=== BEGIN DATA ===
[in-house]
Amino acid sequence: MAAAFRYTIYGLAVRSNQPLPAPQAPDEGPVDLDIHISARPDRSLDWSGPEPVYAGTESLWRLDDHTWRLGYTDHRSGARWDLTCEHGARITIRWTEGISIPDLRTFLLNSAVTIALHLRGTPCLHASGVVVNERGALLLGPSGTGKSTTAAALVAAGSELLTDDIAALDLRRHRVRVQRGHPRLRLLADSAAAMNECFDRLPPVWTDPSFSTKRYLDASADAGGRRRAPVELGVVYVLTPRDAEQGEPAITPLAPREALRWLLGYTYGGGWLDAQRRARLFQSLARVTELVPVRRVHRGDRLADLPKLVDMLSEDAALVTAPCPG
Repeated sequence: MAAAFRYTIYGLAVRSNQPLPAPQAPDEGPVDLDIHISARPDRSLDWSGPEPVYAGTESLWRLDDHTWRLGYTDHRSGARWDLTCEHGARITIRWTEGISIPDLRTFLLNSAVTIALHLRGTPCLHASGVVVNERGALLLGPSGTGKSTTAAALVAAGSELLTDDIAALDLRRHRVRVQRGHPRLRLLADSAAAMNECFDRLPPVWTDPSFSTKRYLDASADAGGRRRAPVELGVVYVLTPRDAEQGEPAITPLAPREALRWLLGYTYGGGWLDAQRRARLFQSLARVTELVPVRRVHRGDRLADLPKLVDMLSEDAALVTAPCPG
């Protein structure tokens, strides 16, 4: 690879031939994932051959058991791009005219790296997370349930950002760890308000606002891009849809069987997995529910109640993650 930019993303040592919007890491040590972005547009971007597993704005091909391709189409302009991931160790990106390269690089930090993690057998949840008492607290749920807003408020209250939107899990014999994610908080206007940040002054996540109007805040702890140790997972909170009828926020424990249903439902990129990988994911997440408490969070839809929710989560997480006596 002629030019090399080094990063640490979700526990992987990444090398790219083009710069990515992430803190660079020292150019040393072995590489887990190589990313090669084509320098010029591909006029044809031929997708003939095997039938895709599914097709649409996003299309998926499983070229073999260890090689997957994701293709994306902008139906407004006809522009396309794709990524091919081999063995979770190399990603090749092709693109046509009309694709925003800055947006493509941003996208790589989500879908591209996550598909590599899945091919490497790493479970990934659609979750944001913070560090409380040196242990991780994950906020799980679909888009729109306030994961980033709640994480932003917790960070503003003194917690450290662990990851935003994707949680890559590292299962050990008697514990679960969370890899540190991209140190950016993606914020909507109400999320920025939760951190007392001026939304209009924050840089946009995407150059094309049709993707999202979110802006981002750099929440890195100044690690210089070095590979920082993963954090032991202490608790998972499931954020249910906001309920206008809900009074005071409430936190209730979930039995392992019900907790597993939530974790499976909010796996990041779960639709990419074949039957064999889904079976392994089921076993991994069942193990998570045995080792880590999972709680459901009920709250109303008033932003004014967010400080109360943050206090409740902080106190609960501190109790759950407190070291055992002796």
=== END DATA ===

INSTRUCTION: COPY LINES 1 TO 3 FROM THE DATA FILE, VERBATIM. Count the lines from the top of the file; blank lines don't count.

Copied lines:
[in-house]
Amino acid sequence: MAAAFRYTIYGLAVRSNQPLPAPQAPDEGPVDLDIHISARPDRSLDWSGPEPVYAGTESLWRLDDHTWRLGYTDHRSGARWDLTCEHGARITIRWTEGISIPDLRTFLLNSAVTIALHLRGTPCLHASGVVVNERGALLLGPSGTGKSTTAAALVAAGSELLTDDIAALDLRRHRVRVQRGHPRLRLLADSAAAMNECFDRLPPVWTDPSFSTKRYLDASADAGGRRRAPVELGVVYVLTPRDAEQGEPAITPLAPREALRWLLGYTYGGGWLDAQRRARLFQSLARVTELVPVRRVHRGDRLADLPKLVDMLSEDAALVTAPCPG
Repeated sequence: MAAAFRYTIYGLAVRSNQPLPAPQAPDEGPVDLDIHISARPDRSLDWSGPEPVYAGTESLWRLDDHTWRLGYTDHRSGARWDLTCEHGARITIRWTEGISIPDLRTFLLNSAVTIALHLRGTPCLHASGVVVNERGALLLGPSGTGKSTTAAALVAAGSELLTDDIAALDLRRHRVRVQRGHPRLRLLADSAAAMNECFDRLPPVWTDPSFSTKRYLDASADAGGRRRAPVELGVVYVLTPRDAEQGEPAITPLAPREALRWLLGYTYGGGWLDAQRRARLFQSLARVTELVPVRRVHRGDRLADLPKLVDMLSEDAALVTAPCPG